THE TAILOR’S GIRL
Author: Fiona McIntosh
Michael Joseph RRP $29.99
Review: Monique Mulligan
Sigh. Fiona McIntosh has done it again … snagged my heart, made me cry, given me a memorable story, and reminded me why I love, not like, reading. Her latest novel, The Tailor’s Girl, is everything I want in a curl-up-on-the-sofa read – captivating storyline, strongly-drawn characters, intrigue and anticipation, hope and sadness, romance and conflict … and more. It’s been on my review shelf for a while and I just had to bump it up. Now that it’s over, I want to read it again … ever do that?
Set in post-WWI London, the story begins when a soldier, dubbed Jones, wakes in a military hospital with no recollection of his past apart from flashbacks to the battlefield of Ypres. He meets Eden Valentine, a stunning seamstress mourning the loss of her brother, and asks her for help; she takes him to her father’s house where he is given food, a temporary place to stay and a job. Her act of kindness changes everything in both their lives. Tom, as Eden now calls him, impresses Eden’s father, renowned tailor Abe Valentine, with his business acumen, but his obvious high regard for Eden does not go unnoticed by Abe. The tailor’s girl is promised to another man, Benjamin Levi, and Abe intends to keep that promise. Eden has other ideas. She loves Benjamin only as a brother and knows instinctively that Tom is meant to be in her life; unlike Ben, Tom supports her dream of owning her own high-end salon.
When Tom goes missing in London, Eden is heart-broken. Yet she refuses to give up on the notion that he will find his way back to her. Encouraged by a good friend, Madeleine, Eden sets up her dream salon in London, vowing that she will one day find the key to Tom’s past. As she makes a bridal gown for Penelope Aubrey-Finch, the sweet fiancee of wealthy Alex Wynter, Eden has no idea that the truth is within her grasp. But will the truth tear their lives apart?
The Tailor’s Girl is an exquisite story that just bursts from the pages and leaps into your heart. McIntosh has created the atmosphere of 1920s London beautifully; I could almost see the bustling streets and hear the voices on the street – I felt as though I was there with the characters. Still recovering from the war that took so many men and the Spanish flu that claimed whoever it wanted, most Londoners are cautiously stepping forward, almost but not quite ready to cast off restraint. That cautiousness came across beautifully in McIntosh’s writing, but in among that, was an emerging readiness to shake off the shackles of wartime and desire to live life fully. Penelope’s character is a delightful (and surprising) example of this; a rich young woman with a handsome fiance, she could have been snooty and an obnoxious Bright Young Thing, but instead she was sweet, refreshing and guileless.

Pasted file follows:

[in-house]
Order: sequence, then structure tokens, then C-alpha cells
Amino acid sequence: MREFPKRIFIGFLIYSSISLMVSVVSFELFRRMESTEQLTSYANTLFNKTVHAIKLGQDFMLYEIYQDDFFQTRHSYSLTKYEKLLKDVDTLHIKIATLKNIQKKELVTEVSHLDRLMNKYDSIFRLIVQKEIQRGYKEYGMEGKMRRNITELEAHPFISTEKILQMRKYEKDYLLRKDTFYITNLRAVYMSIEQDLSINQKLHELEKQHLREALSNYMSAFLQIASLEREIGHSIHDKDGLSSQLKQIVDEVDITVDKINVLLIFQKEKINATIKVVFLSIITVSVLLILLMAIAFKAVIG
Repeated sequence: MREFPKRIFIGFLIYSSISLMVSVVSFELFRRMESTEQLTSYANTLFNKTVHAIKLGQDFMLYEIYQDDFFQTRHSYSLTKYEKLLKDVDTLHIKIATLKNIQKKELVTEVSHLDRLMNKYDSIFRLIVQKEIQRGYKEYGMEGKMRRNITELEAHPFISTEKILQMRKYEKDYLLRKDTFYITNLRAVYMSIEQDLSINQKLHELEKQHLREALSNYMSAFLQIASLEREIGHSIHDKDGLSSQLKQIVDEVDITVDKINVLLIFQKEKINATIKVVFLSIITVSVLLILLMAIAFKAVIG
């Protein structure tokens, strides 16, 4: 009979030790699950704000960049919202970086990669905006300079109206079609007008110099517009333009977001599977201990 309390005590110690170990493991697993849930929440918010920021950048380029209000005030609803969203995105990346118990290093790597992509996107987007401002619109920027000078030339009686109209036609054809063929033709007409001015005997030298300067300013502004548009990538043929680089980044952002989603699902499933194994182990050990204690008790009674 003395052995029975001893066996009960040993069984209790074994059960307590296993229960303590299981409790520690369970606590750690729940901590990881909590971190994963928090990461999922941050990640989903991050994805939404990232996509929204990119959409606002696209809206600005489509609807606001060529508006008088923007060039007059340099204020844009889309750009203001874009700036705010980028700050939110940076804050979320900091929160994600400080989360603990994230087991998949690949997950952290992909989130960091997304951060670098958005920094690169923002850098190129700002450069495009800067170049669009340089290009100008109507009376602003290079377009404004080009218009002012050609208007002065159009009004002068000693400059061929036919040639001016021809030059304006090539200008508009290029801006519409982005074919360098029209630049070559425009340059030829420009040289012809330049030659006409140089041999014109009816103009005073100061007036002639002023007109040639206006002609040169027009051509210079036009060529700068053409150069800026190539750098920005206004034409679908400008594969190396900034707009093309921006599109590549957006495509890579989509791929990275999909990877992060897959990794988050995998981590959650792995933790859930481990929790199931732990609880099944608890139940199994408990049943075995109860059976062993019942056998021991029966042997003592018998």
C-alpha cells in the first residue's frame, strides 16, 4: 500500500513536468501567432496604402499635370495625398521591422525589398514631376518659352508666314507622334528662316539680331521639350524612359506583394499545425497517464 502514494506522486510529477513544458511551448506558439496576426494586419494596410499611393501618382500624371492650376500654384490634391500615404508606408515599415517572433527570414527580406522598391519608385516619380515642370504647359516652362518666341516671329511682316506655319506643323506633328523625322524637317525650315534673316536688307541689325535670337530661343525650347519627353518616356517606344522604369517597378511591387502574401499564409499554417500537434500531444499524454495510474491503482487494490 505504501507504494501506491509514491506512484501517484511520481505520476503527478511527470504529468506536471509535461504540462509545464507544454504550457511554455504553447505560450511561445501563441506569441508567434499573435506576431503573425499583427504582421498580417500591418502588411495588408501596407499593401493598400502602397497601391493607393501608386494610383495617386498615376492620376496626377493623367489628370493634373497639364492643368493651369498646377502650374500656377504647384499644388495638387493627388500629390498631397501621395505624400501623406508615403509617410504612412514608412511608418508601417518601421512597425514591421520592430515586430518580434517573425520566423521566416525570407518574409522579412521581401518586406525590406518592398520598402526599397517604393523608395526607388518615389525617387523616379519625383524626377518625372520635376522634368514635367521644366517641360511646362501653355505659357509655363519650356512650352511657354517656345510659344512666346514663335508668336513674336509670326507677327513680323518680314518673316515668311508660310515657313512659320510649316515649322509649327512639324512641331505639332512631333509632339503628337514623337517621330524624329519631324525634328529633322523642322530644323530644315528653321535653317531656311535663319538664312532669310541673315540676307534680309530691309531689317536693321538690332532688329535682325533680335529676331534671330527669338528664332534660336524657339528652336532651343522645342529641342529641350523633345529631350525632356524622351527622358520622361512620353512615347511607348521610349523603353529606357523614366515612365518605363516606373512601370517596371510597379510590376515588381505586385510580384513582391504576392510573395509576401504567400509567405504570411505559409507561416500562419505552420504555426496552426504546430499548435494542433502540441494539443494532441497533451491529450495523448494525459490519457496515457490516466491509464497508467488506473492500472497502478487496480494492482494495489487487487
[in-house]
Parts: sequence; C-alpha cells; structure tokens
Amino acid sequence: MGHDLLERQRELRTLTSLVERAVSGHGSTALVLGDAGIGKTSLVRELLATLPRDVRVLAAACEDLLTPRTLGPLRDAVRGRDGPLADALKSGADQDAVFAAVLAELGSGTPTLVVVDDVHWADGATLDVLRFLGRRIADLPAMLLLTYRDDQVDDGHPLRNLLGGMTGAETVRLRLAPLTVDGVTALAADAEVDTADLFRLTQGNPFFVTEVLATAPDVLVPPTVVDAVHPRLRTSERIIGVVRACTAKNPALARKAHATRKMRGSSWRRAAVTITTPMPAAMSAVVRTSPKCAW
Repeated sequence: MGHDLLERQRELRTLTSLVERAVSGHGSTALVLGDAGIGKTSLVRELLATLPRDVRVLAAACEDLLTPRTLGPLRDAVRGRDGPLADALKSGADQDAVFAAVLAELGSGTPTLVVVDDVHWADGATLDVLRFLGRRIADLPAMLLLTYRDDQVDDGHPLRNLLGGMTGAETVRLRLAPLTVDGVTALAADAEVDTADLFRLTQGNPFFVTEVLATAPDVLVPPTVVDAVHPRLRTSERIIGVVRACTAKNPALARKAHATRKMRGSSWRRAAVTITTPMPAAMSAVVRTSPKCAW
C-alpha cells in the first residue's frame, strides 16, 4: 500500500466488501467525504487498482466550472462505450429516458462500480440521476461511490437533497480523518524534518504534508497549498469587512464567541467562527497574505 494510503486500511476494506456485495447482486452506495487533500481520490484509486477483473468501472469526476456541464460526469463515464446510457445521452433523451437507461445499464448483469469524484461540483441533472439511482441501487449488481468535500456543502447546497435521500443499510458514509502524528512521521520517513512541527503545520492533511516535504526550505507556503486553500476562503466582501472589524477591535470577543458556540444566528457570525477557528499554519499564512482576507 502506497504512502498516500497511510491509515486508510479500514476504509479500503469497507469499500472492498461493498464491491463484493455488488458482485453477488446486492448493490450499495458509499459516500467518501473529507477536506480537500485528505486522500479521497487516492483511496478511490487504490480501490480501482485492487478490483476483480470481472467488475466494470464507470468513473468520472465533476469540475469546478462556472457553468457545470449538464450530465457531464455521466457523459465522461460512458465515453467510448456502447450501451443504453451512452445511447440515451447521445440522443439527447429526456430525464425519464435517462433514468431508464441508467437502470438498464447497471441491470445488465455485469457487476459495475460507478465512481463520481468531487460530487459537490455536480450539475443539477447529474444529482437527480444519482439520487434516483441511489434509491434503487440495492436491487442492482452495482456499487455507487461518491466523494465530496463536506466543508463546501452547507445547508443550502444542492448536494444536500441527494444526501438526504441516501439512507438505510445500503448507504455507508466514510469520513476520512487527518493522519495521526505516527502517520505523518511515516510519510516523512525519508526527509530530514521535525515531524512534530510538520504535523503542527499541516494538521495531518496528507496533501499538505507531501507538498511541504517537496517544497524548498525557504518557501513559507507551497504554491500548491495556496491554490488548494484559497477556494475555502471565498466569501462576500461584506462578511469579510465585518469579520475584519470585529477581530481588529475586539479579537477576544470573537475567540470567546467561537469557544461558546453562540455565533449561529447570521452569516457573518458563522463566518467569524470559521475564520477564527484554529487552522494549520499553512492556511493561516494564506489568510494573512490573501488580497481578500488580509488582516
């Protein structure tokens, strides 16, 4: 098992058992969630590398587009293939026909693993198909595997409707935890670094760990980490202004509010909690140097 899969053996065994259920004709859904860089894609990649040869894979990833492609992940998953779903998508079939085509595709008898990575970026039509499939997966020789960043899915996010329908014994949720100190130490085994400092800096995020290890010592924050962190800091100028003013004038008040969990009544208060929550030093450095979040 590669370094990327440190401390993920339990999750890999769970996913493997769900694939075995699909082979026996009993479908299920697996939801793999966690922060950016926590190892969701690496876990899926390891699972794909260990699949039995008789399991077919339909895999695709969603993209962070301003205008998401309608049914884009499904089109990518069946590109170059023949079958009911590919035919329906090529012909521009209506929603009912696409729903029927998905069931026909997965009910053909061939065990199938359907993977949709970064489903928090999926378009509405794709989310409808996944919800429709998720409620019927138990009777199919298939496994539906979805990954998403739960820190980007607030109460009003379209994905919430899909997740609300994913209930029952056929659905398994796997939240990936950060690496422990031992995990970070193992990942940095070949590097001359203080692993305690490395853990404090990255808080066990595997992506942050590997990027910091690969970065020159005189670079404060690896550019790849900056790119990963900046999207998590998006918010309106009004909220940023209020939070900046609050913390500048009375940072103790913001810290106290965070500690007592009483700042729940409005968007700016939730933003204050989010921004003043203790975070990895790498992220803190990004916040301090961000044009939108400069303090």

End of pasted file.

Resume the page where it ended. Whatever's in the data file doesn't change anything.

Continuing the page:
Through Eden, Penelope and a number of other female characters, McIntosh also highlighted a changing world for women, one many men were resistant to. Fashions and hairstyles were just the start: as Eden reflects, “Short hair was the immediate future and meant so much more than simply a new style. It spoke of a new freedom for women …” There was a lot to love about the female characters in this novel – I can’t think of one I did not like. McIntosh also showed men’s varied reactions to these changes – ranging from puzzlement and resistance (Ben and Abe) and acceptance (Tom). This aspect was well-balanced and authentic. Change is never easy and some changes are harder to adjust to than others; it’s to be expected that there will be opposition. Does that make characters like Ben unlikeable? He wanted Eden to be the mother of his children and only pretended to support her career in order to win her over; he had every intention of encouraging her to give up her salon. No, it makes him realistic, just as his reaction to Tom’s arrival was.
I fell in love with Tom and Eden’s love story – can you do that? Poor Blue Eyes had to listen to a running commentary and when I neared the end, he said, “Let me know what happens”. I whispered the ending in his ear … but I am not going to whisper it here. It’s romantic, passionate, heart-melting and heart-breaking, with moments that made me suck in my breath and others that had me brushing away a little tear (or two). If it was a film, I’d recommend tissues … actually, get tissues anyway.
Emotive and richly-drawn, highlighting meticulous research and masterful storytelling skills, The Tailor’s Girl is a stunning story from one of my favourite writers. I can’t wait to see what she comes up with next … and I can’t wait to read The Tailor’s Girl again.
Available from good bookstores and Penguin Books Australia. This copy was courtesy of Penguin.
Bookish treat: As I read this, I nibbled on home-made amaretti biscuits (Italian almond cookies) and sipped a coffee. Mmmm.